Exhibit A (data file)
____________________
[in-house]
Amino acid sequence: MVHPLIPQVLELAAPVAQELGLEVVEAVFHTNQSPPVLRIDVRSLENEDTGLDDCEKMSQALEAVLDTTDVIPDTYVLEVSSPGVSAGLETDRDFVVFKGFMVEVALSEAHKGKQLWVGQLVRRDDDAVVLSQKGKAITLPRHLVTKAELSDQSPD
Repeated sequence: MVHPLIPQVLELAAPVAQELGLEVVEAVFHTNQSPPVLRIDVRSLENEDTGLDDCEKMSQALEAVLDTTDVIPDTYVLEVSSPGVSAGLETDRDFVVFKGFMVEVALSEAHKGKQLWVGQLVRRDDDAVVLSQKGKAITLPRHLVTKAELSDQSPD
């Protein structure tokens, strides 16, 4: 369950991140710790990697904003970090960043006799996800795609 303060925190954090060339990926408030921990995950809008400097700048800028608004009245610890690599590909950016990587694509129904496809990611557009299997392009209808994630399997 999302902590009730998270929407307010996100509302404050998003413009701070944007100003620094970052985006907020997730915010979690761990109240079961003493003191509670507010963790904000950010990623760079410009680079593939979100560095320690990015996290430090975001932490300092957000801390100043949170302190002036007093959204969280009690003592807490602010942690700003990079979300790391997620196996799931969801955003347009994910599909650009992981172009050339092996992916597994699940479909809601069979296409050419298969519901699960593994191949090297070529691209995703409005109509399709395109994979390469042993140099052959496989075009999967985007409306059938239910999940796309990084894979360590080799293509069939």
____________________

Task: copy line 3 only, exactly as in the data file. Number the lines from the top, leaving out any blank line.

Repeated sequence: MVHPLIPQVLELAAPVAQELGLEVVEAVFHTNQSPPVLRIDVRSLENEDTGLDDCEKMSQALEAVLDTTDVIPDTYVLEVSSPGVSAGLETDRDFVVFKGFMVEVALSEAHKGKQLWVGQLVRRDDDAVVLSQKGKAITLPRHLVTKAELSDQSPD